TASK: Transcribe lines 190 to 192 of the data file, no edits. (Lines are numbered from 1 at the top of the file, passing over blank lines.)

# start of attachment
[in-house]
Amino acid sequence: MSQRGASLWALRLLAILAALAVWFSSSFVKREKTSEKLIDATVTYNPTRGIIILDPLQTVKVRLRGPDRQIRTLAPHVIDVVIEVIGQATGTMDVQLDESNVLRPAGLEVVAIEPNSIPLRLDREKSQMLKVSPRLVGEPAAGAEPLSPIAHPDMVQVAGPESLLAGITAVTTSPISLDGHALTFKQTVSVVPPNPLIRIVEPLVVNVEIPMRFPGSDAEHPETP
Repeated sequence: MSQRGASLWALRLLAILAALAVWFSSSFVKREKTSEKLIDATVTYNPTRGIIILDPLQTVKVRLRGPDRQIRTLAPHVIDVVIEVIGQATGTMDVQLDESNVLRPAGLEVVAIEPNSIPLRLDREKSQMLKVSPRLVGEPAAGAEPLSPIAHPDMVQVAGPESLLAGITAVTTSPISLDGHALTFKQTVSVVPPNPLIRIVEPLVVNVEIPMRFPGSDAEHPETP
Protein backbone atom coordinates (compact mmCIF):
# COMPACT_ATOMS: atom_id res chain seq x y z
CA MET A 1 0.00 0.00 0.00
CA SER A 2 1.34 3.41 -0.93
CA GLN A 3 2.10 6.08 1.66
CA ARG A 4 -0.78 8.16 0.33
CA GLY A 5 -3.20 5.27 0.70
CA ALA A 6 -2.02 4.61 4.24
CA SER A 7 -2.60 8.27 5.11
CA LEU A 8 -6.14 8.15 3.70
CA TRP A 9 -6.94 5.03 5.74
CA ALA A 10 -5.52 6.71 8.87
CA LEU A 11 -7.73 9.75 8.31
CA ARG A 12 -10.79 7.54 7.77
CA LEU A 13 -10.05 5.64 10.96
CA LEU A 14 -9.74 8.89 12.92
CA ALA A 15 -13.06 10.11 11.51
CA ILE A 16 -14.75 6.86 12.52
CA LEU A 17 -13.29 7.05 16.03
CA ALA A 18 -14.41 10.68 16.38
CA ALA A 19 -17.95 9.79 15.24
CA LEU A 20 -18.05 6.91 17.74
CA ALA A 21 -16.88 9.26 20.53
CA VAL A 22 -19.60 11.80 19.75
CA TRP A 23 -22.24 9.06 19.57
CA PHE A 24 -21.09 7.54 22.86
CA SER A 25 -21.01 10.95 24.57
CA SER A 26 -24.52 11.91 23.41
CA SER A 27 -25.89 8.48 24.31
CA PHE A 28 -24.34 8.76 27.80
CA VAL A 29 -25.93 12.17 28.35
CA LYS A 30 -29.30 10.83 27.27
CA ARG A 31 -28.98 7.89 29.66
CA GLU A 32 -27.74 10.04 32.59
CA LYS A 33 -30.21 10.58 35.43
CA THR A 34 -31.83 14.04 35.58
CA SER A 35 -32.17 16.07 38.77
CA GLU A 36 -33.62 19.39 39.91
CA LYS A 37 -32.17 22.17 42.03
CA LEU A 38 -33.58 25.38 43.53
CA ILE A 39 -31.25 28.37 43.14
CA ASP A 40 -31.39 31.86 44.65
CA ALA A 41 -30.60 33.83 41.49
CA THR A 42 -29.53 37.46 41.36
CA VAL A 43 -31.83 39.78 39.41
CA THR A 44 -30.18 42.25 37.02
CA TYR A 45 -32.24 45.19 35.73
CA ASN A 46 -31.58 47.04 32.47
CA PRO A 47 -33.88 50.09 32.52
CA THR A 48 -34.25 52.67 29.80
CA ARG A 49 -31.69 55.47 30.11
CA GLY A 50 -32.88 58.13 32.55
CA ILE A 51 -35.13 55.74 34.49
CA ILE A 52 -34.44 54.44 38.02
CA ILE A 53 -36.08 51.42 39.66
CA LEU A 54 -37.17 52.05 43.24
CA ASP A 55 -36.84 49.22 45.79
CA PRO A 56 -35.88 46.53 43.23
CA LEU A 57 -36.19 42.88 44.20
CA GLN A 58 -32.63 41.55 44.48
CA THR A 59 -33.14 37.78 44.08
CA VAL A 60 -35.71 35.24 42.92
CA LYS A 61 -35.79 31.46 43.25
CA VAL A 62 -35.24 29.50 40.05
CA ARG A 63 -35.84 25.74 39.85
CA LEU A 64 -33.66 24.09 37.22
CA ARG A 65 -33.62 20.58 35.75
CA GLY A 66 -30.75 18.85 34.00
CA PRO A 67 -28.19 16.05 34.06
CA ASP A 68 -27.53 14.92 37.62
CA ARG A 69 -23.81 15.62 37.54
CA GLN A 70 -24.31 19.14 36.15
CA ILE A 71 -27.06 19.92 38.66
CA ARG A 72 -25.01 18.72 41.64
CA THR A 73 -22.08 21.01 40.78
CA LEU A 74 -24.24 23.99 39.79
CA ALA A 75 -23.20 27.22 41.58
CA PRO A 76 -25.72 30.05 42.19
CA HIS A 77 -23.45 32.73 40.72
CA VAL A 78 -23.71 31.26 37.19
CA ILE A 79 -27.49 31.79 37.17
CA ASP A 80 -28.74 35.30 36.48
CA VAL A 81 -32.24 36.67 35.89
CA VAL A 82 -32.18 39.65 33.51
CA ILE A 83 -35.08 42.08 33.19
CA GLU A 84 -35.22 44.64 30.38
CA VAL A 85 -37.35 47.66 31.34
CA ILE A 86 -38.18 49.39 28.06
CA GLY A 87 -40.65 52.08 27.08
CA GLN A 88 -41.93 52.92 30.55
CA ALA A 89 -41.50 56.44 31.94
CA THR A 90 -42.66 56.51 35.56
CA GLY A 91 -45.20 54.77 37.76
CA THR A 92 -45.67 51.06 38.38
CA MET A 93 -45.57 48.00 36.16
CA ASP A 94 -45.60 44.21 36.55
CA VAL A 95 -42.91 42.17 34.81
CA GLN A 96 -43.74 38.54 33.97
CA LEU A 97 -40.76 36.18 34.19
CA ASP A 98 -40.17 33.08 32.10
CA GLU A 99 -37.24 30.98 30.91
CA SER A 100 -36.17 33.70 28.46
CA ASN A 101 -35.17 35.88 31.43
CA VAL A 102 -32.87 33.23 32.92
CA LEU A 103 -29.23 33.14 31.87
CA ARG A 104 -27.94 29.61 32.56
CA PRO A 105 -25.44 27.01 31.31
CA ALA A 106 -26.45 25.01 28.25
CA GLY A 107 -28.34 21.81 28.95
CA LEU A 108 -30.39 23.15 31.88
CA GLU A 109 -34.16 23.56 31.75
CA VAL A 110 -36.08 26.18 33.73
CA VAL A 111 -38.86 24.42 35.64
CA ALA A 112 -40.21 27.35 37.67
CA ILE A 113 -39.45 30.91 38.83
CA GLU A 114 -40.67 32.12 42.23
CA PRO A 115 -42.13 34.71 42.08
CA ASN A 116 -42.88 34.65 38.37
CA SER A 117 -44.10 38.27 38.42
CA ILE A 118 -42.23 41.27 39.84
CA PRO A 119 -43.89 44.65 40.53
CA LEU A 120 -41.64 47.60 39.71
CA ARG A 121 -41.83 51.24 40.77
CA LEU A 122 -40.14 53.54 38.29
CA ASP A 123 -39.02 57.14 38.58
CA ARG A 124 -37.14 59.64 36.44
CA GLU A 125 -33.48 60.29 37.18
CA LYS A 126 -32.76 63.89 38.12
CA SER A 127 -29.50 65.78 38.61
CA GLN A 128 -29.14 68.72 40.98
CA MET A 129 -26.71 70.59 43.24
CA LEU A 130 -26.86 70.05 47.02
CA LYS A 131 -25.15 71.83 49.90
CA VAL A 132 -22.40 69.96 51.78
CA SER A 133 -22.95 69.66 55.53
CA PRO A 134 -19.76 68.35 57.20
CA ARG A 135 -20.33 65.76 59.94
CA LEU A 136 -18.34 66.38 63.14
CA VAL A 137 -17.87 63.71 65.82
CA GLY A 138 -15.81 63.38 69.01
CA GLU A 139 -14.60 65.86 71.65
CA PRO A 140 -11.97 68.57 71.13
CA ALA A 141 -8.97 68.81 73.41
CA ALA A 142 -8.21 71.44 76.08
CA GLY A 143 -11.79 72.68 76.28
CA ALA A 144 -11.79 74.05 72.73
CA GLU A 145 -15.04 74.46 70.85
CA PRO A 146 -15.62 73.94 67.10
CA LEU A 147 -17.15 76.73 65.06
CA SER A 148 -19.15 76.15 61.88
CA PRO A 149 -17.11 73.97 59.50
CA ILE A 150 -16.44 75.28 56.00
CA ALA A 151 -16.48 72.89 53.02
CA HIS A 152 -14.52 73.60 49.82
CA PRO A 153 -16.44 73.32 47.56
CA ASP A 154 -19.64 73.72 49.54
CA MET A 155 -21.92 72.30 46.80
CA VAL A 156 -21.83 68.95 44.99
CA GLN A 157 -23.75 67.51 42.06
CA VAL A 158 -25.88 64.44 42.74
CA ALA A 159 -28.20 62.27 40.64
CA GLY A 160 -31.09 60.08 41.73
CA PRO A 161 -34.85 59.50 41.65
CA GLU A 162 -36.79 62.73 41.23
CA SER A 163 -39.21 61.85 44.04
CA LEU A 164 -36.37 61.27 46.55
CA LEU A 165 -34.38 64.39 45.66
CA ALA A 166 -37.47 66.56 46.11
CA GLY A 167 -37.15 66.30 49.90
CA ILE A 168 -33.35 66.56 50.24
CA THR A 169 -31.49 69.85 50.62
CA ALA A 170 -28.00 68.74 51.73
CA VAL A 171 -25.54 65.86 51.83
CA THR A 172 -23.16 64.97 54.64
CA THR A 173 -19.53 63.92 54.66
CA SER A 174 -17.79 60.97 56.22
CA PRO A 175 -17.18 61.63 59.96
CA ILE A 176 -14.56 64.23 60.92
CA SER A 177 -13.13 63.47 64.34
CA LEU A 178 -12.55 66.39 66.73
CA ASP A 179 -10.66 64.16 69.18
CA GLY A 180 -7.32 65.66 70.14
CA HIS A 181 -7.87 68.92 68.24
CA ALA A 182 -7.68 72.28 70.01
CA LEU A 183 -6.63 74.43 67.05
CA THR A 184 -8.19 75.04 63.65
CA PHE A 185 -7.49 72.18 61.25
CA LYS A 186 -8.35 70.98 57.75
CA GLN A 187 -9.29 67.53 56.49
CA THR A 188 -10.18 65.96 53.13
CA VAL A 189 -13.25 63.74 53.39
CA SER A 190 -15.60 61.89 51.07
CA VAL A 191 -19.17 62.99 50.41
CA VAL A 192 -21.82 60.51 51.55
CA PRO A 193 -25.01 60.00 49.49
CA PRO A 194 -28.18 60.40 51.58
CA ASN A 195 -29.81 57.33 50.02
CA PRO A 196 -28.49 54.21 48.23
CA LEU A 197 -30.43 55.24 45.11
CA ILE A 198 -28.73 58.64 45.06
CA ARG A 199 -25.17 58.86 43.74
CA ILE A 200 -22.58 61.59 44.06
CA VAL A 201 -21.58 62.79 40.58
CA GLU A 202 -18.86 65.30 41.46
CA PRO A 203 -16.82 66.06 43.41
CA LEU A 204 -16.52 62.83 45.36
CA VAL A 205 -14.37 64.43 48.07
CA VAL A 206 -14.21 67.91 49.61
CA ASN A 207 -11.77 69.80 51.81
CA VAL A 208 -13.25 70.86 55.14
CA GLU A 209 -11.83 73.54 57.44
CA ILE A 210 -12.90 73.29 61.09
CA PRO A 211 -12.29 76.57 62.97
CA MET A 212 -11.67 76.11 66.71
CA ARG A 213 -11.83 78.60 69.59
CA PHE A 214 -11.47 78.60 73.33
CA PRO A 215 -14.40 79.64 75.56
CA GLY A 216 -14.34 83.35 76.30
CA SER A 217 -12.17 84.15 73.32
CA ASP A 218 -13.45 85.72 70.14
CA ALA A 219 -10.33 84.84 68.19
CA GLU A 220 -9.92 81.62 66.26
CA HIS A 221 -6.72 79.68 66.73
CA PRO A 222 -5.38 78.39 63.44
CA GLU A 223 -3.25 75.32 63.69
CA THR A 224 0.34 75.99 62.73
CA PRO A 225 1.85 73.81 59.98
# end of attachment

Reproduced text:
CA PHE A 185 -7.49 72.18 61.25
CA LYS A 186 -8.35 70.98 57.75
CA GLN A 187 -9.29 67.53 56.49